The perlormance of ‘Grasslands Matua’ prairie grass was compared under lax and hard grazing by sheep. Pasture utilisation and tiller densities were measured to determme If l”cremng utllsatlon would result I” sward decline Lax grazmg permitted ward persistence but resulted m only 56% pasture utilisatlon Hard grazmg at 75% pasture ut!llsatlon resulted m less total herbage harvested, owng primarily to ward decline. Nevertheless, it was shown that hard grazing can improve pasture utilisation without affecting sward persistence of grazing 1s delayed until new replacement tillers have appeared This allows significantly greater pasture utll1satlon than lax grazing and maintains prawe grass tiller density, Keywords: Bromus willdenoii Kunth. grazing intensity, pasture persistence, tiller appearance. Matua pra,w grass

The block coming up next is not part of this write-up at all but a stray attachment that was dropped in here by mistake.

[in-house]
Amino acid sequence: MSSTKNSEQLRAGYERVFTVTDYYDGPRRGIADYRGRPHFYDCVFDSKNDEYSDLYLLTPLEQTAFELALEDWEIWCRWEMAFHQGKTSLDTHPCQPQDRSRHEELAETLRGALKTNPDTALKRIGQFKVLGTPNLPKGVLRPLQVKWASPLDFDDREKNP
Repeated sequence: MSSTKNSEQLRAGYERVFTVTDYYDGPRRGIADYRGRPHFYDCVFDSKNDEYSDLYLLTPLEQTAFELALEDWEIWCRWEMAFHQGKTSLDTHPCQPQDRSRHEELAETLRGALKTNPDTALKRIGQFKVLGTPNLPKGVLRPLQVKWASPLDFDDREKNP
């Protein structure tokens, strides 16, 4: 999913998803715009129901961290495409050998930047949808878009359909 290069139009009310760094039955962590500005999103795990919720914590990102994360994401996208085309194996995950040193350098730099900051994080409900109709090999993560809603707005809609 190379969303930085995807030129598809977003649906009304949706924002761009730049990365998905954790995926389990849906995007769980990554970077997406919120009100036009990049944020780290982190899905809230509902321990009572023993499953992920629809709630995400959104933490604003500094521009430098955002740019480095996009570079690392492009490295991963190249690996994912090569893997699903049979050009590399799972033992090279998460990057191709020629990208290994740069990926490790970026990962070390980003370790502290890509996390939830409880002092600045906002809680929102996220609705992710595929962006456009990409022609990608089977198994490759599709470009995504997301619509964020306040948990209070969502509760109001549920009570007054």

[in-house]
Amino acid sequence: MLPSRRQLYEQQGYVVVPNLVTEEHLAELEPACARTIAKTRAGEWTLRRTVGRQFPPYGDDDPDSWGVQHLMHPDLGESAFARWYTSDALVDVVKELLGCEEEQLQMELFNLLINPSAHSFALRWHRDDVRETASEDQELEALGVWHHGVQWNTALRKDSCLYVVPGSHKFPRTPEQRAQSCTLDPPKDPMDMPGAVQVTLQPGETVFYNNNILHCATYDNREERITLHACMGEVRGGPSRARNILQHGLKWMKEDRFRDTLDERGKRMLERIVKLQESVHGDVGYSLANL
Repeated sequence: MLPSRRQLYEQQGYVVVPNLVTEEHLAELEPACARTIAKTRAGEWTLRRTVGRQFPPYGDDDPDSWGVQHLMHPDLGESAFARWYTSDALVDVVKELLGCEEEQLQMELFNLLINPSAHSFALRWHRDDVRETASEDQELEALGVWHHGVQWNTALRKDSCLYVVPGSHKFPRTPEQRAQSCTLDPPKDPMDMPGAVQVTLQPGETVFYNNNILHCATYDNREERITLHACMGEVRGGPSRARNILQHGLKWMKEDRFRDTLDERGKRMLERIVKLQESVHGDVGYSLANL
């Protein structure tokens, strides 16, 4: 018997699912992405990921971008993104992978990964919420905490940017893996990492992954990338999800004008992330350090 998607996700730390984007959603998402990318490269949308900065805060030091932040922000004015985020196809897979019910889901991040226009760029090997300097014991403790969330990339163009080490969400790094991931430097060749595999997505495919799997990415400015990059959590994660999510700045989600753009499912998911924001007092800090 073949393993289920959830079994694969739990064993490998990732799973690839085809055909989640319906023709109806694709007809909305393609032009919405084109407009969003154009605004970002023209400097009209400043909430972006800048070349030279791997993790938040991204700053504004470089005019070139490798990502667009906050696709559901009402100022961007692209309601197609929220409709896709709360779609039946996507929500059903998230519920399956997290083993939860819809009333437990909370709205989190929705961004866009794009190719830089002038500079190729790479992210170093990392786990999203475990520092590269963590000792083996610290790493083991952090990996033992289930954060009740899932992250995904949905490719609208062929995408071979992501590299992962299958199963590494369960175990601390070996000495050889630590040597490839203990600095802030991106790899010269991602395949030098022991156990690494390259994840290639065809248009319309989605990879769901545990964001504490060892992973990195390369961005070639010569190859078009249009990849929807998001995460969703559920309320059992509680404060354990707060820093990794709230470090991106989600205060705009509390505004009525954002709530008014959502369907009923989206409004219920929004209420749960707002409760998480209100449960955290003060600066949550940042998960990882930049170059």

A novel, simple technique for screening plants using simulated hill soil protiles is described. Three large bins were constructed and a soil profile built up in each using layers of hill subsoil and topsoil compacted to field bulk density. 2100 ryegrass plants were transplanted at 5 cm spacing in each ot the three bins. This technique has enabled controlled manipulation of soil fertility, development of simulated pure ward conditions and identification of individual plants. It has been used successfully to screen the hill ryegrass collection held at Whatawhata Research Centre for response to nitrogen and drought. Keywords: hill soils, ryegrass. nitrogen, drought, plant screening, soil profiles